09 August 2022

Oleh Perepelytsia is an entrepreneur from Kostiantynivka with 20 years of experience. He produced sleepers for repairing access roads to industrial enterprises in Donetsk Oblast before starting to make beehives as an additional business. This April, because of the war, he had to leave his city and move production to Cherkasy Oblast.

The idea of ​​making beehives came to Perepelytsia three years ago, as a use for boards left over from the production of sleepers. Local beekeepers liked the hives, and the number of customers and orders gradually increased. He bought wood for sleepers and beehives first from neighbors in Luhansk and Kharkiv Oblasts, and later in Kyiv and Sumy Oblasts.

“When the war started in February, orders for sleepers stopped. But I continued to make beehives. Already in April, I decided that I had to leave, because the shelling in the city became heavier, and it was dangerous to work there,” says Perepelytsia, owner of the enterprise Promkoliia.

Specialists of Economic Resilience Activity (ERA) helped Perepelytsia to sell part of his finished beehives in order to have working capital for moving.

The entrepreneur needed transport to move his equipment. At the time, freight transportation service prices increased significantly, and many drivers refused to go to Donetsk Oblast. At the same time, a state program for business relocation began, and Oleh submitted an application on the website.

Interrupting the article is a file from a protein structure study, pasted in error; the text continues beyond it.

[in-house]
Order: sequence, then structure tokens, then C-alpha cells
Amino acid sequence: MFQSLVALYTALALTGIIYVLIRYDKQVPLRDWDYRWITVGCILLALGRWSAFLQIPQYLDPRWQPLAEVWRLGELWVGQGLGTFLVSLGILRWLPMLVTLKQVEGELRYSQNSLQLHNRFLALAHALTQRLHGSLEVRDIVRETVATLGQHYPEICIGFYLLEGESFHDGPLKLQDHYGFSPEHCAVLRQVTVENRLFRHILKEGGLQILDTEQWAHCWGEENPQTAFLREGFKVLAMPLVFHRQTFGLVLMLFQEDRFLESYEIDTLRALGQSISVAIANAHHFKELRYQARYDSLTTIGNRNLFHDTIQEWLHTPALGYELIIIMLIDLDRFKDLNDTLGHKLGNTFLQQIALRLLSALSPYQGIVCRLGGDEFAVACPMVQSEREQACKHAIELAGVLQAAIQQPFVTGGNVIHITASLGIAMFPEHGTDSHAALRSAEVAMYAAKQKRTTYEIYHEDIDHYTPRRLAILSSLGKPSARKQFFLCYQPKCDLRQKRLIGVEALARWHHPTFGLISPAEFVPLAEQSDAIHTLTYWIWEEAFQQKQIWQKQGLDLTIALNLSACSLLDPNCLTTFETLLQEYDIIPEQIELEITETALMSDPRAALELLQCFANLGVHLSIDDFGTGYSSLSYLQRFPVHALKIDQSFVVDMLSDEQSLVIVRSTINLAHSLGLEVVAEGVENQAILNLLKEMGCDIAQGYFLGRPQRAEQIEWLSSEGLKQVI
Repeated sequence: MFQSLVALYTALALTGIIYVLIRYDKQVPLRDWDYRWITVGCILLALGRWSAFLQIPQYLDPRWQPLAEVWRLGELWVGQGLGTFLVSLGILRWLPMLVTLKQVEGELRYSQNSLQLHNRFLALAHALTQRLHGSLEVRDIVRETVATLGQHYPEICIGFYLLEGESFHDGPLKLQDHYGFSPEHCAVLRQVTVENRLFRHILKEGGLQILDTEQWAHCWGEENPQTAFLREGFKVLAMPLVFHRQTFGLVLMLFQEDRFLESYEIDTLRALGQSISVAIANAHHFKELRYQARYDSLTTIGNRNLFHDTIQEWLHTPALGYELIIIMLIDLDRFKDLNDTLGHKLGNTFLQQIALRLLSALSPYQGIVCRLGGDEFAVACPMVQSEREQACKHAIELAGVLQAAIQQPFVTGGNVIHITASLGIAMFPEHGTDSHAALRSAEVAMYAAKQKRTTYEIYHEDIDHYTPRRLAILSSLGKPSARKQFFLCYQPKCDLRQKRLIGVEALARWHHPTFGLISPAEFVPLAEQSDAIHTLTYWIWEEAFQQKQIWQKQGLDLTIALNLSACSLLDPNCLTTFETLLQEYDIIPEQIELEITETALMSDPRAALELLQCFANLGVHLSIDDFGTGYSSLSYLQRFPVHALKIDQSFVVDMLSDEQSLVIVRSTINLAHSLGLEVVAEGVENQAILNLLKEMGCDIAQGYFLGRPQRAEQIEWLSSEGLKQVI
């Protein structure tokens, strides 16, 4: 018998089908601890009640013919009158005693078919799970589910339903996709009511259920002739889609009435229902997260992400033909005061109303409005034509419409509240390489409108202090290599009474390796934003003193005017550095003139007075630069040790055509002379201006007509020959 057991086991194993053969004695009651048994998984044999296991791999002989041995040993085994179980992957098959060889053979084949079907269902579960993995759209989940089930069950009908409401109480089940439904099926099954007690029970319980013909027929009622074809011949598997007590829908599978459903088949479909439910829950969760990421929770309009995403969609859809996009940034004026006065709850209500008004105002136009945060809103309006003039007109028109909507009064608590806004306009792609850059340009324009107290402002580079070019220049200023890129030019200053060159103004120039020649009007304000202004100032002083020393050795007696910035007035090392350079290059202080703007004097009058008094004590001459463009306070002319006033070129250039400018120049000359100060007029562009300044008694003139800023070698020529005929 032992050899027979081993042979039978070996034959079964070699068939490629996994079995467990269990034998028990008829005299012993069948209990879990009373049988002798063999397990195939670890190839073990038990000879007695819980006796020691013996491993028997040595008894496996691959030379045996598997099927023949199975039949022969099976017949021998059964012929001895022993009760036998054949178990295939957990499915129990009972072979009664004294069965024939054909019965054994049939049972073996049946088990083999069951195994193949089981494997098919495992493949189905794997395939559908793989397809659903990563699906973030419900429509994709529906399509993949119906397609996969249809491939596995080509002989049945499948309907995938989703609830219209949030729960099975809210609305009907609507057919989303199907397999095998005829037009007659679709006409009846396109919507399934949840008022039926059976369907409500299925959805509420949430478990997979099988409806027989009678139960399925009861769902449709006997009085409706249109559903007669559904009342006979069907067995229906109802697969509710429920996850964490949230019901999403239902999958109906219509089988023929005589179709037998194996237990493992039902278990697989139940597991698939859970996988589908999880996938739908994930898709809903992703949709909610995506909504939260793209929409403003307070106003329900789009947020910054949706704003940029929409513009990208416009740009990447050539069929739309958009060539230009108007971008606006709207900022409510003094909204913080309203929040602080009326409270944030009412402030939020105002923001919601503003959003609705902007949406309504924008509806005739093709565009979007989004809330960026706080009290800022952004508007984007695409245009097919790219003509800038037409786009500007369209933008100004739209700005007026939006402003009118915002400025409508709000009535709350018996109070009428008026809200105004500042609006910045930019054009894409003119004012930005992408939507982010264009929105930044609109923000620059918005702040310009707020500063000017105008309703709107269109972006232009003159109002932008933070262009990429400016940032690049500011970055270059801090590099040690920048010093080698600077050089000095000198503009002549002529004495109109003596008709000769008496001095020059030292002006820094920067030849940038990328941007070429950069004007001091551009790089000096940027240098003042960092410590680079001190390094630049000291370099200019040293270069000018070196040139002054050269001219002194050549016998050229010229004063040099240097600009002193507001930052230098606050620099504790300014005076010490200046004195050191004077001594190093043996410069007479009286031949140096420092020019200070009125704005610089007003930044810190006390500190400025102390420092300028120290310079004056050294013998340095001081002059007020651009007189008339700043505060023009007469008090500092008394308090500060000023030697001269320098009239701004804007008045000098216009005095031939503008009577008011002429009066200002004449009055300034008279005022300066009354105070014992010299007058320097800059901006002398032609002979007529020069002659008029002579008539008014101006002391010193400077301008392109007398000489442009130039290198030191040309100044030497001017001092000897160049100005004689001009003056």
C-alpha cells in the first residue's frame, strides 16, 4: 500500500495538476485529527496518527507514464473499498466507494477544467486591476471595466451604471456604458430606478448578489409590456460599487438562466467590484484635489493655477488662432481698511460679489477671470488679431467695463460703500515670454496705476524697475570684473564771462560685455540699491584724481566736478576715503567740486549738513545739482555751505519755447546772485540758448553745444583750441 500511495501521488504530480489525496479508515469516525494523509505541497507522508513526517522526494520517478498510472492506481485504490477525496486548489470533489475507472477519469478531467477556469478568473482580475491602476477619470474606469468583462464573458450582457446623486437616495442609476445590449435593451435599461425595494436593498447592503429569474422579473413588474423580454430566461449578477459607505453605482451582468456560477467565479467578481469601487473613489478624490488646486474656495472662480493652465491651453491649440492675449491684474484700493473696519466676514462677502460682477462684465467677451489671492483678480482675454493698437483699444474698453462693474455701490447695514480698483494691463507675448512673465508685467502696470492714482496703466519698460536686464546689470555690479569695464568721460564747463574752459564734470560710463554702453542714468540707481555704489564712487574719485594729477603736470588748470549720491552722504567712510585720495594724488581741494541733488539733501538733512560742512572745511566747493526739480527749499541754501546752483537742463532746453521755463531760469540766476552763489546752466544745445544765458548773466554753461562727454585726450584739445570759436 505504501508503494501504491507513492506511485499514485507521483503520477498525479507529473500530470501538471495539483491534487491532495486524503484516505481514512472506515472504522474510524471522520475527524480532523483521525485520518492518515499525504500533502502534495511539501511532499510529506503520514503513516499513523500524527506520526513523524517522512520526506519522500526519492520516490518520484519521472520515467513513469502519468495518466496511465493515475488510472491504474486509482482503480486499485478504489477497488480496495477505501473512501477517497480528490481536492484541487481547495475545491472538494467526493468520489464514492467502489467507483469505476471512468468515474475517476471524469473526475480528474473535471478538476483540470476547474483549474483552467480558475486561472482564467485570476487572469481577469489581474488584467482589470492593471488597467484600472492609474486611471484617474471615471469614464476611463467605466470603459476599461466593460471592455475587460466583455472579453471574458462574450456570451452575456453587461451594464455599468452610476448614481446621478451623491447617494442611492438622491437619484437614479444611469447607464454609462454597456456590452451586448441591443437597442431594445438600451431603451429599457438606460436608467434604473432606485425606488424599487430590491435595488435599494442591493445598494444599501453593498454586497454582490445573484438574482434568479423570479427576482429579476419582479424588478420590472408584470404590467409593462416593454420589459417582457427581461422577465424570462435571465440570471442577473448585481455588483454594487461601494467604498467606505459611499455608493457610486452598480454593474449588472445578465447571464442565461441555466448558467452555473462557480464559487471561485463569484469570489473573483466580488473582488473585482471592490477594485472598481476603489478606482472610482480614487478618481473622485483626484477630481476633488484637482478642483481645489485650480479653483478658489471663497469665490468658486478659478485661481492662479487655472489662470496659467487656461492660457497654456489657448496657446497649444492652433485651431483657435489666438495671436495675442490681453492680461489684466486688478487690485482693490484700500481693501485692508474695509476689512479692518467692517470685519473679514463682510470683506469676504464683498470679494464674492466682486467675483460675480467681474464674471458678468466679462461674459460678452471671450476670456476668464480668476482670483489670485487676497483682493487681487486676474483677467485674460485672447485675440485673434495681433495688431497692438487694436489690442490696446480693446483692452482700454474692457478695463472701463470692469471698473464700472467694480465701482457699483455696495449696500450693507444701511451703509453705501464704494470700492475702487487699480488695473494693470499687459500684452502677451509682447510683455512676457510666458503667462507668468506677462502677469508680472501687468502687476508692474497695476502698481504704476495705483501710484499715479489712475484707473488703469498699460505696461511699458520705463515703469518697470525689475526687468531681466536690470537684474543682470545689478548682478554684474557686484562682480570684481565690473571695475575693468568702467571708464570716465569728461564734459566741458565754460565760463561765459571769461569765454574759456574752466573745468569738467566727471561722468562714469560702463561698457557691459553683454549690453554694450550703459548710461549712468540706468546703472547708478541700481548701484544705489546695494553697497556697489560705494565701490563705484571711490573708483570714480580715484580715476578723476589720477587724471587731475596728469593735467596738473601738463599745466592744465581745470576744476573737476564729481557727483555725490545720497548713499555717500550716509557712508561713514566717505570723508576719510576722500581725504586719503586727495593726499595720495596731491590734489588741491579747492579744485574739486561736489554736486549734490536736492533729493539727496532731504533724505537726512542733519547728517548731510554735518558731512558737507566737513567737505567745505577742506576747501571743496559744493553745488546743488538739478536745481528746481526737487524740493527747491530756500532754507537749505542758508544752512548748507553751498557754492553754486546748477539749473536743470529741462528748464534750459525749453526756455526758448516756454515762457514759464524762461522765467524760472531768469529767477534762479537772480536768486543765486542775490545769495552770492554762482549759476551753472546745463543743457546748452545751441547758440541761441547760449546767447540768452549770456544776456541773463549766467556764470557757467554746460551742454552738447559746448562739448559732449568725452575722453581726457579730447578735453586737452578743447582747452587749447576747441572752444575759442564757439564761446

“The next day, they called and told me to prepare the documents and dismantle the equipment to evacuate it. I took woodworking machines, a sawmill, and auxiliary tools. I also took raw materials – wood and boards. Everything was put into five trucks, which went to a safe place, to Cherkasy Oblast,” the entrepreneur says.

Before going to Cherkasy, Perepelytsia had been to Dnipro, Kyiv and Chernihiv regions, looking everywhere for premises that would be suitable for his workshop. He could not find what he wanted – either the rental price was too high, or the premises were not suitable and needed additional repairs.

Finally, in the village of Moshny, Cherkasy Oblast, Perepelytsia rented a production facility and gradually resumed beehive production. He hired local residents to work with him, and now already has a small team of six. Although many beekeepers remain living in occupation in the eastern and southern regions, the entrepreneur receives orders from other parts of Ukraine. He uses a website through which he receives orders, and then sends the hives by post.

Perepelytsia does not plan to return home. He says that he will continue developing his enterprise in Cherkasy Oblast.

“I like the new place: there are many beekeepers who are my potential clients, and there are raw materials nearby from the forest. I think I have come to the right place, and will work now in Cherkasy Oblast,” he says.